Since it comes free with my new nook, I’ve been re-reading Pride and Prejudice (pay no attention to that print version on my shelf). Now, before I explain the title of this post, let me just say that this book is easily one of the best written of all time. Anyone who says otherwise is just trying to be different. It proves its timelessness in its prose and plot. Its characters remain complex and familiar and, let’s face it, perfectly constructed. Along with The Great Gatsby and The Amazing Adventures of Kavalier and Clay, Pride and Prejudice would be put on my imaginary syllabus to my imaginary class called “This Is Everything a Novel Should Be!”
OK, now let’s trash it.
I first fell in love with Ms. Austen in college. I had never read her before, but through some turn of events, I ended up in a seminar devoted entirely to her. We read all six novels, some of her letters, and (get ready to swoon, ladies!) watched the Pride and Prejudice mini-series with Colin Firth. Before taking this class, I assumed that Jane Austen wrote the fluffy chick lit of her time. In fact, one might even say I had a prejudice against her for this reason.
But, even before her actual writing proved me wrong, I learned that Jane was a huge cynic when it came to love and hated being around children. Surprised and sympathetic, I respected her even more. In knowing her real-life feelings on marriage and children and “what’s expected,” I could see her winking at me from behind the pages when her characters inevitably got their “happy” ending.
Again, I say all of this about her with love and admiration. However, it wasn’t until reading Pride and Prejudice again that I realized the true extent of her cynicism. She is downright cruel in a way that I bet she didn’t even anticipate.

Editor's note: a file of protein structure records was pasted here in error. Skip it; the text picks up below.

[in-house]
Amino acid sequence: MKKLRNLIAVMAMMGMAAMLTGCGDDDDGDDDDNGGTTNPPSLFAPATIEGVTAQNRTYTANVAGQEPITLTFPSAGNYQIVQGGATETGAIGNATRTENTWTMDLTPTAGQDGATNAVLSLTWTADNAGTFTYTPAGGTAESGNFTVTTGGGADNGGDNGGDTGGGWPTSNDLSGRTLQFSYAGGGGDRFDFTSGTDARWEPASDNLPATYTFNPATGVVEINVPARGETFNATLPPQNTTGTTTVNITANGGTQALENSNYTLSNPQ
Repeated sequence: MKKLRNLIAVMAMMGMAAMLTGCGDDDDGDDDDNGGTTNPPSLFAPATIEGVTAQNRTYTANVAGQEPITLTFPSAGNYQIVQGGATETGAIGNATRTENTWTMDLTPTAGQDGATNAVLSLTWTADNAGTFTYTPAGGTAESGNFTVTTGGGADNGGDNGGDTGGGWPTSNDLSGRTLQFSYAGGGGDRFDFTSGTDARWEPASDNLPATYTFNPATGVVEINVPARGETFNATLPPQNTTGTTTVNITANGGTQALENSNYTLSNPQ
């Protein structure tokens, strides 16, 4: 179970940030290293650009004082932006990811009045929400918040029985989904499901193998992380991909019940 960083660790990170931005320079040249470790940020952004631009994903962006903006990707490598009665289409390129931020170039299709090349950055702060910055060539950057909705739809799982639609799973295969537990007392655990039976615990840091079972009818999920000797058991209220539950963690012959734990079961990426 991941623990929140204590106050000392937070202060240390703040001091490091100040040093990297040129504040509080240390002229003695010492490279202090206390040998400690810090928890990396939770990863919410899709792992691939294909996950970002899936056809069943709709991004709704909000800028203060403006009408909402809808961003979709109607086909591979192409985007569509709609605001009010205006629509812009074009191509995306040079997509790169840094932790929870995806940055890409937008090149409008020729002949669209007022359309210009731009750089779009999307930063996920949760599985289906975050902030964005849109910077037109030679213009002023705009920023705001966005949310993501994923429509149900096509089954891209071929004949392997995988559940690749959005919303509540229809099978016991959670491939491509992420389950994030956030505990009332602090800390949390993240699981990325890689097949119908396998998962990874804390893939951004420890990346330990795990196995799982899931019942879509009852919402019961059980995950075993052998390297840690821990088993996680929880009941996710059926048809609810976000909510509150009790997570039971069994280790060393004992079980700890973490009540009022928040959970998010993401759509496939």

While I’m sure this has been pointed out before in the thesis papers of English and Film majors alike, Pride and Prejudice has been arguably the template for almost every piece of women’s fiction/chick lit novel and romantic comedy ever produced. Not all, but a lot of them. Man meets woman; woman hates man; man hates woman; both find each other attractive; both resist; they keep running into each other; sexual tension builds; man and woman get married.
By creating this formula, Jane Austen was inadvertently responsible for today’s stereotype (reality?) that women fall for jerks. In essence, she’s been ruining the lives of women for 200 years. Sure, it’s paid off in some ways. She is, after all, responsible for Sam and Diane’s banter on Cheers and the careers of Meg Ryan, Julia Roberts, and Sandra Bullock. But she’s also responsible for Bridget Jones’ diary, for all of our diaries that lament over the man who just won’t change his ways. She’s why Carrie ends up with Big!
Even in my favorite Austen novel, Emma, Emma plays the role of the jerk who needs changing, while Mr. Knightly, oh perfect, love-of-my-life that he is, plays the role of the wise outsider, disdaining Emma’s superficiality while falling in love with her. Perhaps Jane was trying to explore the question, “Why do the hot, kinda bitchy girls always win?” But that’s a topic for the men to analyze. I’ll stick with women and our Darcy-complex.
As I’ve said before, sometimes people just suck. In reality, unless something particularly profound happens to them, these people rarely change, so why should we expect anything more in our books or films? I know, I know. Now, I’m sounding like the cynic. So I’ll clarify by admitting that I do see the value of the hope Jane’s formula provides and I believe that love sometimes can be that profound thing that happens to the aforementioned “jerks.” However, these constant, poorly executed remakes are making women appear dumb. I think this needs to stop. If reality reflects entertainment which reflects reality, then one of these things needs to change.
I’m left with two questions:
1) Why has this notion – that is, the notion that we will be the one to change him because deep down, he’s really just Mr. Darcy – been perpetuated for as long as it has?
2) Which came first – literature influencing our relationships, or our relationships influencing literature?
Maybe it’s both, but one thing is for sure – We can drop all the zombies we want into Jane’s work. We can even allow Anne Hathaway to make Jane fall in love on screen and let the malnourished Keira Knightley destroy everything holy about Lizzie Bennett. And no matter how many times we roll her over in her grave, she is clearly getting the last laugh.